• A lot of mental moves that proved helpful to me are in essence about shifting from “trying harder” to “not applying force”. These things overlap a lot with what I would do to get more grounded, such as engaging/focusing on my sensory experiences (e.g. looking at some natural structure, reading poetry, observing my breath, checking what my body feels like, drawing something, ...). All of these moves involve observing reality directly. When I look at a tree or feel my own body, there's little chance I’ll accidentally try to look at someone else's model of a tree. Speculative, this might help by reminding myself of how to make maps, rather than maps of maps.
    • Something that initially was very helpful for me was to “de-prime” my mind from the “the stuckness” and frustration that I felt around my project. Successfully de-priming my mind would mean that I could go back to working on the project without immediately falling back into the same cognitive pattern, but instead being able to maintain my newly gained orientation. Doing the groundedness exercises and breaking the above-mentioned trigger-action-chain were helpful with that.
    • Notes on Actually Trying also contains some pointers at how to back up and properly reorient to a task/project.
  • Noticing picas or bucket errors
    • In all generality, we get derailed from tracking reality directly for reasons. Usually, these reasons are valid in their own rights (such as my friend's desire to provide emotional support to their partner), even if the way we currently pursue them interferes with other things we also care about (e.g. solving the actual problem). The fact that they interfere with each other is often not an inherent problem but emerges because we might be committing a bucket error (e.g. disagreeing with my partner means that I’m not being supportive), or we might be pursuing what we care about in a convoluted way (e.g. the act of obsessively worrying about something in our minds is like the “ice” we eat to address our “iron deficiency”, say, our wish for the project to go well). When we can understand these dynamics, we can often find ways to serve all of the different goals through alternative, separate actions.
  • Beware social cognition, and drop it wherever it doesn’t serve you
    • Social cognition refers to the set of mental processes that are concerned with the social world; they aim to perceive, make sense of, remember or attend to other people and our relationship with them. Social cognition is powerful and critically useful to a lot of aspects of human life. However, spending social cognition on, say, solving a math problem is rarely helpful. It might make you ask questions like: “How quickly do I think Anne solved this problem? What will Bob think of me if they learn that I got the answer wrong for all of my first three attempts? If I don’t manage to solve this problem, what will this mean about me?” Again, I am not saying these types of thoughts are never useful for anything. I am saying that they are barely useful to actually solving things like math problems.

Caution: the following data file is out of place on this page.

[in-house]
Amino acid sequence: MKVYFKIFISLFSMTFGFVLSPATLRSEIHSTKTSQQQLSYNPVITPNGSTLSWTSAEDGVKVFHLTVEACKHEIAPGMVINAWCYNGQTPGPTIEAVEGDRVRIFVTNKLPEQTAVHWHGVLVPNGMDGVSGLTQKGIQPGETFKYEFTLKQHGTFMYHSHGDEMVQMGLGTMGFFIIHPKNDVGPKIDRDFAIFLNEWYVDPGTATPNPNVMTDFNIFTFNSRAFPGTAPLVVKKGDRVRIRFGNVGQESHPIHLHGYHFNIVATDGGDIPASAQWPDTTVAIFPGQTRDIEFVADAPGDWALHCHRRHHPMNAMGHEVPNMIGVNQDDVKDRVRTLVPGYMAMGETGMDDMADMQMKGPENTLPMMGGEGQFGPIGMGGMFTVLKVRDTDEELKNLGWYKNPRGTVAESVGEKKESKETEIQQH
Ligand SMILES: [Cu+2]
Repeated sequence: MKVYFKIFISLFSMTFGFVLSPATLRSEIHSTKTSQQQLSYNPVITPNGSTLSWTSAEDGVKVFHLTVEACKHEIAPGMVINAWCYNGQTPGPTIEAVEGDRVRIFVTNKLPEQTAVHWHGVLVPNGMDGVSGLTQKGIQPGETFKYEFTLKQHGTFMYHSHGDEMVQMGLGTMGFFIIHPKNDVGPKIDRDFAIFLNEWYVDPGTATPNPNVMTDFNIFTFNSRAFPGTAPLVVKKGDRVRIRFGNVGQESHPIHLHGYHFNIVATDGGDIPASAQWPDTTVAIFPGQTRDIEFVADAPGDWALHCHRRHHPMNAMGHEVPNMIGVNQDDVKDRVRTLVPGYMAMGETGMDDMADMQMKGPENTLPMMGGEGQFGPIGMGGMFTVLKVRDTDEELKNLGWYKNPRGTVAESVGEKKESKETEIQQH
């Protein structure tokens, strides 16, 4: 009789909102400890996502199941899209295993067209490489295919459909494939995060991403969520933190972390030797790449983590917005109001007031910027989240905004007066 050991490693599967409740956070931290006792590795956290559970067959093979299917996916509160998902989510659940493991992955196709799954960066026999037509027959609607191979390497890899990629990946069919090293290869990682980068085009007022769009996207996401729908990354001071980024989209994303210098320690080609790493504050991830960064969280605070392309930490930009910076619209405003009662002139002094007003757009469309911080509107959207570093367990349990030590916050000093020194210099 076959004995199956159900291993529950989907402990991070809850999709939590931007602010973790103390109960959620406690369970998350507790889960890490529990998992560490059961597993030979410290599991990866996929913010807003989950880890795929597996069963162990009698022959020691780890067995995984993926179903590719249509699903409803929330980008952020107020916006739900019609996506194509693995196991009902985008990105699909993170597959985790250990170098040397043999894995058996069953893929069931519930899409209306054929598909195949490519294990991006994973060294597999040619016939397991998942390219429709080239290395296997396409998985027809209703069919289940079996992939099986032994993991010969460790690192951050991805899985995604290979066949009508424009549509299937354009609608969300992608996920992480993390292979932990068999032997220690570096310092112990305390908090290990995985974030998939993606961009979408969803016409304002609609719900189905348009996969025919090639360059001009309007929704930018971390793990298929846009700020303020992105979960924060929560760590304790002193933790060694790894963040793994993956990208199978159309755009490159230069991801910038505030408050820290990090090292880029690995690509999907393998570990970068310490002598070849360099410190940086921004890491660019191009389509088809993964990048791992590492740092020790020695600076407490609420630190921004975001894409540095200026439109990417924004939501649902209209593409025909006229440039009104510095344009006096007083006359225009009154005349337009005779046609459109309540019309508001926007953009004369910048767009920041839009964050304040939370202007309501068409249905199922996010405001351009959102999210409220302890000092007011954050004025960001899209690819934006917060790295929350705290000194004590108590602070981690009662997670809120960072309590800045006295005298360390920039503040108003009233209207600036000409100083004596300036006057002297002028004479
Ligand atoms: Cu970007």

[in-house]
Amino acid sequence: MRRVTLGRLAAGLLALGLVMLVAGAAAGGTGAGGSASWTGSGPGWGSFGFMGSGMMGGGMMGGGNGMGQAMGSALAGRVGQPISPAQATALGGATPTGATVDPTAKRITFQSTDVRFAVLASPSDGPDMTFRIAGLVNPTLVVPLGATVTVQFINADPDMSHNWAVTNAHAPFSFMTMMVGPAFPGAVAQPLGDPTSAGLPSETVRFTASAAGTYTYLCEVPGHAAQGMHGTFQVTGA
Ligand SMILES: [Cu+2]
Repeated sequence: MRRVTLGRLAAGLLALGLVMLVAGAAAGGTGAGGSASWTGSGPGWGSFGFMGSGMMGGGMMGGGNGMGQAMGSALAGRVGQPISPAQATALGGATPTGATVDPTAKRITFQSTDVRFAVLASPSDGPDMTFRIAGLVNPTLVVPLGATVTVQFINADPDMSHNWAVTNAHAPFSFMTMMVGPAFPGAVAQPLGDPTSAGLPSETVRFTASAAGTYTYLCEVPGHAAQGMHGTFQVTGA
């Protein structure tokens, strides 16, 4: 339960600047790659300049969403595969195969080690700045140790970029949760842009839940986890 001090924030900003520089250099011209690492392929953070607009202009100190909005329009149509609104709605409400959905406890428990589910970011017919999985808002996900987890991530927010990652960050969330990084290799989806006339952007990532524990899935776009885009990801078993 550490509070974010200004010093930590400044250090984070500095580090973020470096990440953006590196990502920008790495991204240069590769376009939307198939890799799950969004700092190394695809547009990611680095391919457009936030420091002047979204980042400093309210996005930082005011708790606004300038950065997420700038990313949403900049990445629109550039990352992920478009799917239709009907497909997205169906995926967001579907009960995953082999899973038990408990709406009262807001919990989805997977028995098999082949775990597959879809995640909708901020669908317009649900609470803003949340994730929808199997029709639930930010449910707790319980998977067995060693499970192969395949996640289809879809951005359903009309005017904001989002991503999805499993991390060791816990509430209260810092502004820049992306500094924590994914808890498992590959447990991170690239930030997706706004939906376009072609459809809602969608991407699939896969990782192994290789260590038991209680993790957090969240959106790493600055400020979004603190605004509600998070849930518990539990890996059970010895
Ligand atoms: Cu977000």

• So, what can you do? First, observe your thoughts for a few moments. How many of your thoughts are exclusively about what you’re working on, and how much of them are social cognition? If you have a lot of social cognition going on, ask what work this is doing for you, what needs it might be addressing? In all generality, we do things for reasons, even if the way we pursue them might not be the most effective. Now, either take care of these needs right away, or credibly commit (to yourself) to taking care of them at some later point in time. Often, the crux is in creating enough internal emotional safety such that, at this point, you can simply drop whatever social cognition that isn’t serving you and return back to the object level of what you’re working on. (Be sure though to come back to these needs if you committed to doing so. Trust (including self-trust) is a precious thing.)
  • Maintaining a healthy distrust in labels
    • If you want to maintain a pure orientation towards what actually matters about the thing you’re working on, it is often important to be careful with labels, i.e. your choices about how to carve up the problem space into relevant entities/concepts (ontology) and the act of naming and refining these concepts (labelling)).
    • Practically speaking, it is often useful to come up with short and condensed descriptions of what you’re doing (e.g. “I am a teacher”, “I am working on our annual impact evaluation”, “I’m writing a strategy document”, etc.). However, in my experience, these labels (e.g. “teacher”, “impact evaluation”, “strategy”) can become increasingly obstructive to my sense-making/problem-solving process - as if the label itself prevented me from seeing clearly what is actually there and what matters. For example, it becomes easier to move towards optimizing for a neatly formatted strategy doc, as opposed to working out relevant considerations about what your medium- and long-term plans should look like.